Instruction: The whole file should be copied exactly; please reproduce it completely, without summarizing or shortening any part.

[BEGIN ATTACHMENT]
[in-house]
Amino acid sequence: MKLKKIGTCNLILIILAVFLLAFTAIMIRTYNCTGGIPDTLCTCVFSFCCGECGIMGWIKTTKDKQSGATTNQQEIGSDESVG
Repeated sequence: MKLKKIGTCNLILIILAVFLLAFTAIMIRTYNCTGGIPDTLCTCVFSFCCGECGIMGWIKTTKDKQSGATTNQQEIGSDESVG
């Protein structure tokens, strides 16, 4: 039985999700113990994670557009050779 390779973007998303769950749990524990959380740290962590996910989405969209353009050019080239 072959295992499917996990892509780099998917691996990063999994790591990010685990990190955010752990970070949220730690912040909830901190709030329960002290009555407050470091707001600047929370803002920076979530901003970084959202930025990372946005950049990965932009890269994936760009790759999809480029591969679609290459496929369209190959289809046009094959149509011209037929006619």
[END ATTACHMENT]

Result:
[in-house]
Amino acid sequence: MKLKKIGTCNLILIILAVFLLAFTAIMIRTYNCTGGIPDTLCTCVFSFCCGECGIMGWIKTTKDKQSGATTNQQEIGSDESVG
Repeated sequence: MKLKKIGTCNLILIILAVFLLAFTAIMIRTYNCTGGIPDTLCTCVFSFCCGECGIMGWIKTTKDKQSGATTNQQEIGSDESVG
């Protein structure tokens, strides 16, 4: 039985999700113990994670557009050779 390779973007998303769950749990524990959380740290962590996910989405969209353009050019080239 072959295992499917996990892509780099998917691996990063999994790591990010685990990190955010752990970070949220730690912040909830901190709030329960002290009555407050470091707001600047929370803002920076979530901003970084959202930025990372946005950049990965932009890269994936760009790759999809480029591969679609290459496929369209190959289809046009094959149509011209037929006619």